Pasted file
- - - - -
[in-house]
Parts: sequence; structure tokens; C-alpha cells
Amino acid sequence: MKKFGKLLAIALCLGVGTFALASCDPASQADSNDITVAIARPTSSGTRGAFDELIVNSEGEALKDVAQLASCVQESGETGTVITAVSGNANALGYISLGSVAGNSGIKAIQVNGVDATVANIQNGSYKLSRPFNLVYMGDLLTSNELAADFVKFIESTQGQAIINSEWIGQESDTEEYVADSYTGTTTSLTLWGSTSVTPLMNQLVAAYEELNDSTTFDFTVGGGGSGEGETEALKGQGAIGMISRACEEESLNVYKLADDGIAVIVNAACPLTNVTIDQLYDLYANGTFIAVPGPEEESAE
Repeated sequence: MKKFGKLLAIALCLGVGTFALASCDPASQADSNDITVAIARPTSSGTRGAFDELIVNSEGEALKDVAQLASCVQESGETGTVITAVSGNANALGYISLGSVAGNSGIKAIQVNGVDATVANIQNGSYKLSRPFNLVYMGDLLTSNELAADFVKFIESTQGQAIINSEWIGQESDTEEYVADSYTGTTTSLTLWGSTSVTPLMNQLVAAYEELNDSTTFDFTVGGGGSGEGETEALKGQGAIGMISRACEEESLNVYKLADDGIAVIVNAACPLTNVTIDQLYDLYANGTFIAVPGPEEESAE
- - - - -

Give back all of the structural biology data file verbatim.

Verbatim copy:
[in-house]
Parts: sequence; structure tokens; C-alpha cells
Amino acid sequence: MKKFGKLLAIALCLGVGTFALASCDPASQADSNDITVAIARPTSSGTRGAFDELIVNSEGEALKDVAQLASCVQESGETGTVITAVSGNANALGYISLGSVAGNSGIKAIQVNGVDATVANIQNGSYKLSRPFNLVYMGDLLTSNELAADFVKFIESTQGQAIINSEWIGQESDTEEYVADSYTGTTTSLTLWGSTSVTPLMNQLVAAYEELNDSTTFDFTVGGGGSGEGETEALKGQGAIGMISRACEEESLNVYKLADDGIAVIVNAACPLTNVTIDQLYDLYANGTFIAVPGPEEESAE
Repeated sequence: MKKFGKLLAIALCLGVGTFALASCDPASQADSNDITVAIARPTSSGTRGAFDELIVNSEGEALKDVAQLASCVQESGETGTVITAVSGNANALGYISLGSVAGNSGIKAIQVNGVDATVANIQNGSYKLSRPFNLVYMGDLLTSNELAADFVKFIESTQGQAIINSEWIGQESDTEEYVADSYTGTTTSLTLWGSTSVTPLMNQLVAAYEELNDSTTFDFTVGGGGSGEGETEALKGQGAIGMISRACEEESLNVYKLADDGIAVIVNAACPLTNVTIDQLYDLYANGTFIAVPGPEEESAE